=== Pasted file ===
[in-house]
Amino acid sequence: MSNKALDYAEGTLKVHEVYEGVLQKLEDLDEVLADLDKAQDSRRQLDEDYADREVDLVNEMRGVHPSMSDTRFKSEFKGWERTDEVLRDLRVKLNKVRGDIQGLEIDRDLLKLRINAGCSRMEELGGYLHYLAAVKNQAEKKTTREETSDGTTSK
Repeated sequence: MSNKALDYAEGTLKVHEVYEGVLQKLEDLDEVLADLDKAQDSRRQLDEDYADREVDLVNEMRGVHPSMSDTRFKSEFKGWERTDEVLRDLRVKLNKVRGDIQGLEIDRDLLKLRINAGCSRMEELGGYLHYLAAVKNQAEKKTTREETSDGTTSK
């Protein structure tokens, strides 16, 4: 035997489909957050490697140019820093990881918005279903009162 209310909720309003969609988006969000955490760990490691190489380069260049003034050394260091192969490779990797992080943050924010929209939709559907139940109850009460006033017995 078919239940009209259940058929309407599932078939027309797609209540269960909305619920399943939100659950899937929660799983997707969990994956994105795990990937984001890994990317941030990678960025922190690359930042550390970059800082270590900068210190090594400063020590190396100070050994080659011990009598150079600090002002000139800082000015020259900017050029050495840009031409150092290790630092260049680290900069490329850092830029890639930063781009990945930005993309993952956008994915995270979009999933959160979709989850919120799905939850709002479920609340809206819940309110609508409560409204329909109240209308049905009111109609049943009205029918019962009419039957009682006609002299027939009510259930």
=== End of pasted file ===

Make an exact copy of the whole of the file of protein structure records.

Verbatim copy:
[in-house]
Amino acid sequence: MSNKALDYAEGTLKVHEVYEGVLQKLEDLDEVLADLDKAQDSRRQLDEDYADREVDLVNEMRGVHPSMSDTRFKSEFKGWERTDEVLRDLRVKLNKVRGDIQGLEIDRDLLKLRINAGCSRMEELGGYLHYLAAVKNQAEKKTTREETSDGTTSK
Repeated sequence: MSNKALDYAEGTLKVHEVYEGVLQKLEDLDEVLADLDKAQDSRRQLDEDYADREVDLVNEMRGVHPSMSDTRFKSEFKGWERTDEVLRDLRVKLNKVRGDIQGLEIDRDLLKLRINAGCSRMEELGGYLHYLAAVKNQAEKKTTREETSDGTTSK
């Protein structure tokens, strides 16, 4: 035997489909957050490697140019820093990881918005279903009162 209310909720309003969609988006969000955490760990490691190489380069260049003034050394260091192969490779990797992080943050924010929209939709559907139940109850009460006033017995 078919239940009209259940058929309407599932078939027309797609209540269960909305619920399943939100659950899937929660799983997707969990994956994105795990990937984001890994990317941030990678960025922190690359930042550390970059800082270590900068210190090594400063020590190396100070050994080659011990009598150079600090002002000139800082000015020259900017050029050495840009031409150092290790630092260049680290900069490329850092830029890639930063781009990945930005993309993952956008994915995270979009999933959160979709989850919120799905939850709002479920609340809206819940309110609508409560409204329909109240209308049905009111109609049943009205029918019962009419039957009682006609002299027939009510259930």